Alex Deane, director of Big Brother Watch, which campaigns against intrusions on privacy, said: "For too long, tax inspectors have been able to intrude into people's private homes and place their property details on an insecure state database, all in the name of generating extra revenue for the Government coffers.



"The announcement is welcome and not before time. We only hope this is just the first step on the road to removing the prying eyes of the state from our private property."



But a spokeswoman for the VOA said it was "absolutely not the case" that its inspectors' work amounted to "snooping" on householders. The Agency has never exercised its legal right to enter a home since it was introduced by legislation in the early 1990s, she said.



The spokeswoman said: "We will only ask to see inside people's homes in very, very rare circumstances. When we do that, we do it by agreement with the individual and often at the individual's request.



"The bulk of our work doesn't take us anywhere near the inside of people's homes."



Emma Boon, of the TaxPayers' Alliance, which campaigns for lower taxes, said: "Families who faced a rise in council tax will be relieved that this revaluation is no longer going ahead.



"Council tax has doubled in the last 10 years whilst many services have been scaled back, executive pay has spiralled out of control and charges have increased; it's time council tax was cut."



Cllr Colin Barrow, leader of Westminster City Council, said: "Councils will welcome this move as a positive step that will end uncertainty for many council tax payers and local authorities."



He said: "It allows the Government to concentrate on creating a fairer and more responsive financial system, reflecting the differing needs of each area.



"We, for instance, would refer to the special problems of poverty in Westminster alongside the responsibility we have to keep the city clean for millions of visitors every day.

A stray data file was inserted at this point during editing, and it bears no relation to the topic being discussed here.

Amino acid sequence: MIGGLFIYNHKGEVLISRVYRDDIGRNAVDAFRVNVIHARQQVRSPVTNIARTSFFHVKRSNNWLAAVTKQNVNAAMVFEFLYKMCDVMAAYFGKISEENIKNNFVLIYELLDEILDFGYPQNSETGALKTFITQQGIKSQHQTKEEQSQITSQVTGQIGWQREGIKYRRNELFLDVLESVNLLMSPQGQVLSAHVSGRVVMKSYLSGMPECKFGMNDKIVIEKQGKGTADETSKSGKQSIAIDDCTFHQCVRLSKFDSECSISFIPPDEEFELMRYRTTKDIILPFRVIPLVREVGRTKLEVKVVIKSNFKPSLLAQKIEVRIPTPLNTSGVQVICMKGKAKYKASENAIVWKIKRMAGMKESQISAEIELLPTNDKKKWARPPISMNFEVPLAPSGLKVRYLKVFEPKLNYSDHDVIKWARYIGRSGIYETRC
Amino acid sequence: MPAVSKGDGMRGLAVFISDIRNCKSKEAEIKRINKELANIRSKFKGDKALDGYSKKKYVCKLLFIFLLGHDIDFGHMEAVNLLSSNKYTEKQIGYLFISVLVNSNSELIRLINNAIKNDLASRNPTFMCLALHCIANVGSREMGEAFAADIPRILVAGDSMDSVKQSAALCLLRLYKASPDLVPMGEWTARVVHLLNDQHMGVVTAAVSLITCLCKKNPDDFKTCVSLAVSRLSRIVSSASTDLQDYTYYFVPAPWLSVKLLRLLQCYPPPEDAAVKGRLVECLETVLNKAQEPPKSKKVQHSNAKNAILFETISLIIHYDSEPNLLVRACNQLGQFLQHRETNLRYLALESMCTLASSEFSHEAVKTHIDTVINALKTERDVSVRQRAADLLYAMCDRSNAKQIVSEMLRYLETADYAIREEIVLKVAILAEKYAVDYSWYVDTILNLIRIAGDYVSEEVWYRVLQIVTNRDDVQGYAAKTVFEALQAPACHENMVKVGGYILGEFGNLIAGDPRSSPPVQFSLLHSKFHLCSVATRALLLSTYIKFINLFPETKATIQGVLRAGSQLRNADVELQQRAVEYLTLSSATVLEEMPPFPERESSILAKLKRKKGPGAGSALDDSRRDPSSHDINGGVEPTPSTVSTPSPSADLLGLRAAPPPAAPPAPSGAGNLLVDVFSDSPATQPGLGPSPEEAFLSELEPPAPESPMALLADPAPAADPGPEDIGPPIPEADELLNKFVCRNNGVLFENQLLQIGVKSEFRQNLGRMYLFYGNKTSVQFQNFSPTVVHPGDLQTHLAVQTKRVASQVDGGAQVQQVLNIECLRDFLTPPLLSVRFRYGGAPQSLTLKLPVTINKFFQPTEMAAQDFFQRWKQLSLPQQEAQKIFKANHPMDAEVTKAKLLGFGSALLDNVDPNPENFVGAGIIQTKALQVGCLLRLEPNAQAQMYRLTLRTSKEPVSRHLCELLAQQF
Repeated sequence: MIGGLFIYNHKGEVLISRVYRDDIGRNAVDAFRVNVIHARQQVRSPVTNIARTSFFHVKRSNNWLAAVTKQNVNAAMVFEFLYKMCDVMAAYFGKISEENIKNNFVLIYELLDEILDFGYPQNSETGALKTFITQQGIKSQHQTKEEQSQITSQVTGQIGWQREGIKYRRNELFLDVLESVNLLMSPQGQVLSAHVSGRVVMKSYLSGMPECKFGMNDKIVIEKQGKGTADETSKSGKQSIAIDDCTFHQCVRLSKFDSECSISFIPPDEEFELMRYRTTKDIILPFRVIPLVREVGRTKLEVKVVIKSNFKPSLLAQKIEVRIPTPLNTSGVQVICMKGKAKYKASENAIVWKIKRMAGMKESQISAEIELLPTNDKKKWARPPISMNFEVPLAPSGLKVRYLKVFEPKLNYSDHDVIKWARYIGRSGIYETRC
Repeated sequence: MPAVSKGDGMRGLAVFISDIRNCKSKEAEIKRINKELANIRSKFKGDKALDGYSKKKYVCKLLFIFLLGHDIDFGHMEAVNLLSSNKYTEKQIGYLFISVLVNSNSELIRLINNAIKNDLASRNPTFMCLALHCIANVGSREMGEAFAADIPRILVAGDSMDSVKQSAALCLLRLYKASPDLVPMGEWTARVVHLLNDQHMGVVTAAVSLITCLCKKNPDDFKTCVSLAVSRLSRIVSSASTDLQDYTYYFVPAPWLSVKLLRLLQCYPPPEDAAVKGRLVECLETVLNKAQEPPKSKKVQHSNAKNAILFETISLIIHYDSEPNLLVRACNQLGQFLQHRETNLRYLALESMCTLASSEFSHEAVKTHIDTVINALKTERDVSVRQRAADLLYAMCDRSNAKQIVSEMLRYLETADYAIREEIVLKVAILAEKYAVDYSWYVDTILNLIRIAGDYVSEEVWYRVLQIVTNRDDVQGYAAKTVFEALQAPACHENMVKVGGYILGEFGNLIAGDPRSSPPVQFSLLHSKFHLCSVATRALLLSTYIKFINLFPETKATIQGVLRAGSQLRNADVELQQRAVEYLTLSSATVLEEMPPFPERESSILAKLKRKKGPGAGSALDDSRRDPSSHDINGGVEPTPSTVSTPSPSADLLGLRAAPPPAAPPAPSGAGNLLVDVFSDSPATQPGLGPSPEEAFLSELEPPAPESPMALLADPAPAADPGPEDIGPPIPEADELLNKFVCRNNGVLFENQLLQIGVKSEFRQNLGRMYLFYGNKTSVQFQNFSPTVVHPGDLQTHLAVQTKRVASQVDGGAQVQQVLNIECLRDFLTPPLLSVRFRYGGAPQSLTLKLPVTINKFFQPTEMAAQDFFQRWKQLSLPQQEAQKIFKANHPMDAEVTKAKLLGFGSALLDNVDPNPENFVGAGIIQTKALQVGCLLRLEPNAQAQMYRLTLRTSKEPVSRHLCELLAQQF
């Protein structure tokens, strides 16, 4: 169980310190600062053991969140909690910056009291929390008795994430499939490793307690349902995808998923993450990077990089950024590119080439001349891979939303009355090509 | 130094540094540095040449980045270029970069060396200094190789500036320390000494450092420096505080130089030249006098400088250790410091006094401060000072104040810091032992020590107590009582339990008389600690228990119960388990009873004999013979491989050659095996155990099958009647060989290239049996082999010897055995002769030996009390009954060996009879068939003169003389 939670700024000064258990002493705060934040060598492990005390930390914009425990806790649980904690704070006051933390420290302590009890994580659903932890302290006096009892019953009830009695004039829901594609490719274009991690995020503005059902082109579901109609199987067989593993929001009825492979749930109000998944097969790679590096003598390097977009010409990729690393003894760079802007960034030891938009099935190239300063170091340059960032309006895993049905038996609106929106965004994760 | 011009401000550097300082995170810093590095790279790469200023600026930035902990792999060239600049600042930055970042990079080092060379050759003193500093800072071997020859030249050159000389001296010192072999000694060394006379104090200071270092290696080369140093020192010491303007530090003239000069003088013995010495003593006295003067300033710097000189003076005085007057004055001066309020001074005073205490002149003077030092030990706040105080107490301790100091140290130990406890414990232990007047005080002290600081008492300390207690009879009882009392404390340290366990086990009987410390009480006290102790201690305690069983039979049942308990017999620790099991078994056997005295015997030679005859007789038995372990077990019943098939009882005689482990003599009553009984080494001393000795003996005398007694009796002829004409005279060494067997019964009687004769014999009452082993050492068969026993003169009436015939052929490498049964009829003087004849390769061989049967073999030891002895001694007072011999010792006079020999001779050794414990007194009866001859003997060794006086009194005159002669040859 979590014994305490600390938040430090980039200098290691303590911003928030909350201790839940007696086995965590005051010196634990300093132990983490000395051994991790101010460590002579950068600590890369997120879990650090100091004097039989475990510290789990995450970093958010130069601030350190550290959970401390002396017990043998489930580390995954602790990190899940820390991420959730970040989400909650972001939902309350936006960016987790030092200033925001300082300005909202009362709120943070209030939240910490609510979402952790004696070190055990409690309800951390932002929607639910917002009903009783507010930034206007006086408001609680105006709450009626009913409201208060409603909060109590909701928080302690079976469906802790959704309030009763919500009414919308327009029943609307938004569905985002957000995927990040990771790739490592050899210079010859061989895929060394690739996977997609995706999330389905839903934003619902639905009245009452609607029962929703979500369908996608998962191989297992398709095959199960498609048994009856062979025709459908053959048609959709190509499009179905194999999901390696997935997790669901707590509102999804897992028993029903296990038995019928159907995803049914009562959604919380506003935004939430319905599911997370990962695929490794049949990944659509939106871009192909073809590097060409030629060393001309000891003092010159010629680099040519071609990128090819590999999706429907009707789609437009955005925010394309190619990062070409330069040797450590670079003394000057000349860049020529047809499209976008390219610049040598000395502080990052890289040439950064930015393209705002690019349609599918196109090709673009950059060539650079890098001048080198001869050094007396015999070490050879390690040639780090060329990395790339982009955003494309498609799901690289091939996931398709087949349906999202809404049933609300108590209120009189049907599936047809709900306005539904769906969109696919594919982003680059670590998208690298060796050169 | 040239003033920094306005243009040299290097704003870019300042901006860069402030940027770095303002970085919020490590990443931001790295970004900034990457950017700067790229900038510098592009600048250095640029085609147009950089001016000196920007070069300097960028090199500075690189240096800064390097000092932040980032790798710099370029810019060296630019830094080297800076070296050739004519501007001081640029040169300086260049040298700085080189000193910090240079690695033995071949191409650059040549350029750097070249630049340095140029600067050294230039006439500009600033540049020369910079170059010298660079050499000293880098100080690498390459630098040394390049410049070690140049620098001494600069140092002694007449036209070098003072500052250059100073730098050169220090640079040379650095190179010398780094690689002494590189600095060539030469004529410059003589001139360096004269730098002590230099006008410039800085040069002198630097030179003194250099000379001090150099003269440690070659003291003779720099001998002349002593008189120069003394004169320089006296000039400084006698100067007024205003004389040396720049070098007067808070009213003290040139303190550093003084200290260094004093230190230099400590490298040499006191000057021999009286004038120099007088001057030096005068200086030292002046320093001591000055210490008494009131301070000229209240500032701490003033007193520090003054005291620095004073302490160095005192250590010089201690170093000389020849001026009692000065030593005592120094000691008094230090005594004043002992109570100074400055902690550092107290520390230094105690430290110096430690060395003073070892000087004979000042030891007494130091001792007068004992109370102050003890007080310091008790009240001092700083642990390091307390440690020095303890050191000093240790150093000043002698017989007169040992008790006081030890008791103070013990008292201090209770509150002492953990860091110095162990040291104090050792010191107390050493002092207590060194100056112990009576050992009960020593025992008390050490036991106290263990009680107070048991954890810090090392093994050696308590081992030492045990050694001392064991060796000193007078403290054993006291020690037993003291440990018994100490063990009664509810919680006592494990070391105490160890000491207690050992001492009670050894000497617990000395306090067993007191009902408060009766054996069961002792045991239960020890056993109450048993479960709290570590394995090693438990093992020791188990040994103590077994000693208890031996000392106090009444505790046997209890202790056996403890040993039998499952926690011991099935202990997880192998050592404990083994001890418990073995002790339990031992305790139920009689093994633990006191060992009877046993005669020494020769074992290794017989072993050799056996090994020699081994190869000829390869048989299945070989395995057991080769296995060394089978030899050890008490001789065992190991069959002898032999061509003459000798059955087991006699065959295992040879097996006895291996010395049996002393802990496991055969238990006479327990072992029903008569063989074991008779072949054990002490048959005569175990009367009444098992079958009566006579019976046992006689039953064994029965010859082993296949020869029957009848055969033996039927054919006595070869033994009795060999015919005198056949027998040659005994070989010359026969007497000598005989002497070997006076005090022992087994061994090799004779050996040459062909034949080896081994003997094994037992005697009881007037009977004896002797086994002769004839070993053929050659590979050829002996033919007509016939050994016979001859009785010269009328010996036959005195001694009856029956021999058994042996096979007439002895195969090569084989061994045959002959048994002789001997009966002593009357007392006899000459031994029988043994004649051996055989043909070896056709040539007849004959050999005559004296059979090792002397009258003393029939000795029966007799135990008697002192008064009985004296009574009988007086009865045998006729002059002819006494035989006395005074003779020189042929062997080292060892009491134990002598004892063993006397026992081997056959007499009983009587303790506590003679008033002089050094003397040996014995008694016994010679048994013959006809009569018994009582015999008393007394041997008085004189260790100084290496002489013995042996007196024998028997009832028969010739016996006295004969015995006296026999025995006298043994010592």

"Others will have different pressures, but we are glad that the Government has recognised that tinkering with the council tax is not the answer."

Chief executive of the Chartered Institute of Public Finance and Accountancy Steve Freer said he was not surprised by the announcement, but added: "This leaves a huge problem. One does begin to wonder whether we will ever have a government that will take this on."



He told BBC Radio 4's Today programme: "It's a matter of fact that some of us are paying too little and some of us are paying too much - we just don't know who.



"We are simply not learning the lessons of the past."

Mr Pickles insisted it was the relationship between the tax bands that was crucial to fairness.

"I have been arguing for a long time that it's the relationship between the bands that matters," he told BBC Radio 4's Today programme.



"This is essentially about fairness. Why should we penalise people with a tax increase when the relationship between the top band and the bottom band is roughly where it was when the council tax was first introduced.



"They (councils) can increase their council tax. We are removing capping to allow local people to decide the level of their council tax by way of a referendum."



He ruled out allowing individual councils to conduct their own authority's revaluations, saying: "I think it stinks as an idea."



He stressed: "It's the relationship between the top and the bottom bands that's important, and the relationship between the north of England and the south of England. They are roughly in the same position they were 20 years ago so there's no need for a revaluation."



Mr Pickles added: "What we want to do is offer some degree of stability, and just coming out of recession and for ordinary people I don't think we should be imposing an extra £1,600 of taxation on them."